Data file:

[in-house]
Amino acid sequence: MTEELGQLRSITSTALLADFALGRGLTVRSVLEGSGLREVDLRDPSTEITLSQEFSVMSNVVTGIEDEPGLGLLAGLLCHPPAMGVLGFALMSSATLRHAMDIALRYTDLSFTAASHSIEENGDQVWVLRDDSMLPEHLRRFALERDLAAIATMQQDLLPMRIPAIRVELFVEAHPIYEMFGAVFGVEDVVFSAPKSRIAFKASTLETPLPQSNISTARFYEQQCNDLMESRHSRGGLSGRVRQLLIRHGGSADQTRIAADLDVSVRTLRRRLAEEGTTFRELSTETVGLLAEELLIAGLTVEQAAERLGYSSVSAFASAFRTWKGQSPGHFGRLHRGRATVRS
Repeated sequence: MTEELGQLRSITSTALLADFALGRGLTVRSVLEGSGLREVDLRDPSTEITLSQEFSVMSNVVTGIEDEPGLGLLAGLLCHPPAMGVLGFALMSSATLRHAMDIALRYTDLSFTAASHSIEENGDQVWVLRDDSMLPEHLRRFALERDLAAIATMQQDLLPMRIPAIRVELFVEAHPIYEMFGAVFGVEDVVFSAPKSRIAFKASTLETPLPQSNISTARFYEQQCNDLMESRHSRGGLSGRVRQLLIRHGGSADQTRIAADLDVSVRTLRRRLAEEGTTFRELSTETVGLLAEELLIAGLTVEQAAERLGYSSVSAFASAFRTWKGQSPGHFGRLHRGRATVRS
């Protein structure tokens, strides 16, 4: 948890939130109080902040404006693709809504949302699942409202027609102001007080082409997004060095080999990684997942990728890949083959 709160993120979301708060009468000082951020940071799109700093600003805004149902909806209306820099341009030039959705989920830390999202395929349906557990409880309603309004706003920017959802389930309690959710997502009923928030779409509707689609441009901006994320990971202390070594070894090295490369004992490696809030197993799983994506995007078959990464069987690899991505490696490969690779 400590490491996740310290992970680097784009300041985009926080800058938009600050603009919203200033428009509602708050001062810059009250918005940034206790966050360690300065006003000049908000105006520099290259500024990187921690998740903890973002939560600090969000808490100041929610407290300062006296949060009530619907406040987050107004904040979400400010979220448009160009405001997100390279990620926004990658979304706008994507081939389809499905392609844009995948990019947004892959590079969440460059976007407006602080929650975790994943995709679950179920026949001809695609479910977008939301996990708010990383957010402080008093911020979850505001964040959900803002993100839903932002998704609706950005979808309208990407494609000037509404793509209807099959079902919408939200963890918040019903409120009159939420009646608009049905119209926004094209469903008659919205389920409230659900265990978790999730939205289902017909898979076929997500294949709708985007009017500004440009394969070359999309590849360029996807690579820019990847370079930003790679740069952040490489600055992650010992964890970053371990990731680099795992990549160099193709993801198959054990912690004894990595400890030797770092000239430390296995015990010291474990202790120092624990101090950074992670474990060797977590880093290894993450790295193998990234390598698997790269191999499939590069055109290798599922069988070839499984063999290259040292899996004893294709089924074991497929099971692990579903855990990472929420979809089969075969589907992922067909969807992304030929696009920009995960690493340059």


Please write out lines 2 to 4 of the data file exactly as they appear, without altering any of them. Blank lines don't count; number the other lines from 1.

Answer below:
Amino acid sequence: MTEELGQLRSITSTALLADFALGRGLTVRSVLEGSGLREVDLRDPSTEITLSQEFSVMSNVVTGIEDEPGLGLLAGLLCHPPAMGVLGFALMSSATLRHAMDIALRYTDLSFTAASHSIEENGDQVWVLRDDSMLPEHLRRFALERDLAAIATMQQDLLPMRIPAIRVELFVEAHPIYEMFGAVFGVEDVVFSAPKSRIAFKASTLETPLPQSNISTARFYEQQCNDLMESRHSRGGLSGRVRQLLIRHGGSADQTRIAADLDVSVRTLRRRLAEEGTTFRELSTETVGLLAEELLIAGLTVEQAAERLGYSSVSAFASAFRTWKGQSPGHFGRLHRGRATVRS
Repeated sequence: MTEELGQLRSITSTALLADFALGRGLTVRSVLEGSGLREVDLRDPSTEITLSQEFSVMSNVVTGIEDEPGLGLLAGLLCHPPAMGVLGFALMSSATLRHAMDIALRYTDLSFTAASHSIEENGDQVWVLRDDSMLPEHLRRFALERDLAAIATMQQDLLPMRIPAIRVELFVEAHPIYEMFGAVFGVEDVVFSAPKSRIAFKASTLETPLPQSNISTARFYEQQCNDLMESRHSRGGLSGRVRQLLIRHGGSADQTRIAADLDVSVRTLRRRLAEEGTTFRELSTETVGLLAEELLIAGLTVEQAAERLGYSSVSAFASAFRTWKGQSPGHFGRLHRGRATVRS
């Protein structure tokens, strides 16, 4: 948890939130109080902040404006693709809504949302699942409202027609102001007080082409997004060095080999990684997942990728890949083959 709160993120979301708060009468000082951020940071799109700093600003805004149902909806209306820099341009030039959705989920830390999202395929349906557990409880309603309004706003920017959802389930309690959710997502009923928030779409509707689609441009901006994320990971202390070594070894090295490369004992490696809030197993799983994506995007078959990464069987690899991505490696490969690779 400590490491996740310290992970680097784009300041985009926080800058938009600050603009919203200033428009509602708050001062810059009250918005940034206790966050360690300065006003000049908000105006520099290259500024990187921690998740903890973002939560600090969000808490100041929610407290300062006296949060009530619907406040987050107004904040979400400010979220448009160009405001997100390279990620926004990658979304706008994507081939389809499905392609844009995948990019947004892959590079969440460059976007407006602080929650975790994943995709679950179920026949001809695609479910977008939301996990708010990383957010402080008093911020979850505001964040959900803002993100839903932002998704609706950005979808309208990407494609000037509404793509209807099959079902919408939200963890918040019903409120009159939420009646608009049905119209926004094209469903008659919205389920409230659900265990978790999730939205289902017909898979076929997500294949709708985007009017500004440009394969070359999309590849360029996807690579820019990847370079930003790679740069952040490489600055992650010992964890970053371990990731680099795992990549160099193709993801198959054990912690004894990595400890030797770092000239430390296995015990010291474990202790120092624990101090950074992670474990060797977590880093290894993450790295193998990234390598698997790269191999499939590069055109290798599922069988070839499984063999290259040292899996004893294709089924074991497929099971692990579903855990990472929420979809089969075969589907992922067909969807992304030929696009920009995960690493340059």